COLUMBUS, Ohio Ohio State University researchers have discovered a hereditary cancer syndrome that predisposes certain people to a melanoma of the eye, along with lung cancer, brain cancer and possibly other types of cancer.
The hereditary cancer syndrome is caused by an inherited mutation in a gene called BAP1, researchers say.
The findings suggest that BAP1 mutations cause the disease in a small subset of patients with hereditary uveal melanoma and other cancers.
Uveal melanoma is a cancer of the eye involving the iris, ciliary body, or choroid, which are collectively known as the uvea. These tumors arise from the pigment cells, also known as melanocytes that reside within the uvea giving color to the eye. This is the most common type of eye tumor in adults.
The findings are reported in the Journal of Medical Genetics.
"We are describing a new cancer genetic syndrome that could affect how patients are treated," said first author Dr. Mohamed H. Abdel-Rahman, researcher at the Ohio State University Comprehensive Cancer Center Arthur G. James Cancer Hospital and Richard J. Solove Research Institute. "If we know that a patient has this particular gene mutation, we can be more proactive with increased cancer screenings to try to detect these other potential cancers when they are beginning to grow."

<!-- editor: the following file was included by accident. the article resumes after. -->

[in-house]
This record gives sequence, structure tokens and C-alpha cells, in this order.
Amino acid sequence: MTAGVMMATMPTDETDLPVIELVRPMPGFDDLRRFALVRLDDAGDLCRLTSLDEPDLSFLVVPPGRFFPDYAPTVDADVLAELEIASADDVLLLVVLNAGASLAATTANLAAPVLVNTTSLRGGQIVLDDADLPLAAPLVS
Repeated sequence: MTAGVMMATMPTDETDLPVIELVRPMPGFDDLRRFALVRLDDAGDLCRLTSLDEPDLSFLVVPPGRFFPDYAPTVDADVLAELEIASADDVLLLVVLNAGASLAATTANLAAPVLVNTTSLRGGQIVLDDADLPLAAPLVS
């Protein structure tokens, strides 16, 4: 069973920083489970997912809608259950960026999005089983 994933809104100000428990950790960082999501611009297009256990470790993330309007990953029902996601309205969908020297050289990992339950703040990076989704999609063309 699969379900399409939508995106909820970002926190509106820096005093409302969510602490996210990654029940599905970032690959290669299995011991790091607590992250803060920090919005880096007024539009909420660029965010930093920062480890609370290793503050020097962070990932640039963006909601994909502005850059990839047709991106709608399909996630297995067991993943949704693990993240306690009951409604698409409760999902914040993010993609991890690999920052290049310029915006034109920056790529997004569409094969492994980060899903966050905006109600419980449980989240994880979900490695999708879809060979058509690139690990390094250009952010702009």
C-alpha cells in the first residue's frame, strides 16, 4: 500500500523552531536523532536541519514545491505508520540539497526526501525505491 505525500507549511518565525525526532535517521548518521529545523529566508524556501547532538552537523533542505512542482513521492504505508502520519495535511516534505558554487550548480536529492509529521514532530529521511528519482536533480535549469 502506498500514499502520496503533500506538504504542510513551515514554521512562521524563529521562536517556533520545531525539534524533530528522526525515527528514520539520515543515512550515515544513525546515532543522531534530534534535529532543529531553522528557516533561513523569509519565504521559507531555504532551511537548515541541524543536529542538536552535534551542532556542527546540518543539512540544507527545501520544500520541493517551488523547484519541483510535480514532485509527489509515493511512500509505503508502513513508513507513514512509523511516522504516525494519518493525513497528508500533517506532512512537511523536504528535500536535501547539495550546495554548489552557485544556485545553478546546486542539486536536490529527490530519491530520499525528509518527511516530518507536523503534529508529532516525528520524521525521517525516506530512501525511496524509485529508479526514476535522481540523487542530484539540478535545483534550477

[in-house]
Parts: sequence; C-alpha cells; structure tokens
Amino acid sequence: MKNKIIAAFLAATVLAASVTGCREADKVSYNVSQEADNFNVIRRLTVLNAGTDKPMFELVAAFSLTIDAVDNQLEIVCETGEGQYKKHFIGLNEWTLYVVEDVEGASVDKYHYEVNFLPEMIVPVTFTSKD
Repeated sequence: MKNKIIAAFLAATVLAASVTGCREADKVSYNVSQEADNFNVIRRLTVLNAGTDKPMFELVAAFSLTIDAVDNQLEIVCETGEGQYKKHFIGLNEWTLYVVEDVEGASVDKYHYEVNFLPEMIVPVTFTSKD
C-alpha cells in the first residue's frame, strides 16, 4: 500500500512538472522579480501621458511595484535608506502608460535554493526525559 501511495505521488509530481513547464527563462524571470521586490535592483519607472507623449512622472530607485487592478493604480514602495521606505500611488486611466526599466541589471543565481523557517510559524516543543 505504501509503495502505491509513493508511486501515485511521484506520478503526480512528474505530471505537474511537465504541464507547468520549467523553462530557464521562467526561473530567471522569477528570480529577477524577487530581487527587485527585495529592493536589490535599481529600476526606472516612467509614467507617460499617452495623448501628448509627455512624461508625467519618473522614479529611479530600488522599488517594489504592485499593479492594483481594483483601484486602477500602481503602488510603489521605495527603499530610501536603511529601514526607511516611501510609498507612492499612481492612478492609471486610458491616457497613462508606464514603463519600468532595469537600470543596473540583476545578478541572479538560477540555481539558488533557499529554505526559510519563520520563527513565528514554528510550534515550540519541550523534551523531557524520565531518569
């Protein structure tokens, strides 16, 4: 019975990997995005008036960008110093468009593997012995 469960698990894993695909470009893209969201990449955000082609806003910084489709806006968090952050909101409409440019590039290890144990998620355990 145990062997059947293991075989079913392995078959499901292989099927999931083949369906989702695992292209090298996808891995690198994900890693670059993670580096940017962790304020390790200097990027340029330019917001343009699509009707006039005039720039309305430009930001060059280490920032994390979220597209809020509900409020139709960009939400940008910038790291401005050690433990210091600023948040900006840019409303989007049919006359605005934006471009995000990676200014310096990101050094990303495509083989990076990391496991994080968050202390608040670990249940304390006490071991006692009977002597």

Study leader Dr. Frederick H. Davidorf, professor emeritus of ophthalmology at Ohio State University, explained that BAP1 seems to play an important role in regulating cell growth and proliferation, and that loss of the gene helps lead to cancer.
"If our results are verified, it would be good to monitor these patients to detect these cancers early when they are most treatable," said Davidorf, who treats ocular oncology patients at Ohio State along with researcher and physician Dr. Colleen Cebulla.
The study involved 53 unrelated uveal melanoma patients with high risk for hereditary cancer, along
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Ohio State University Medical Center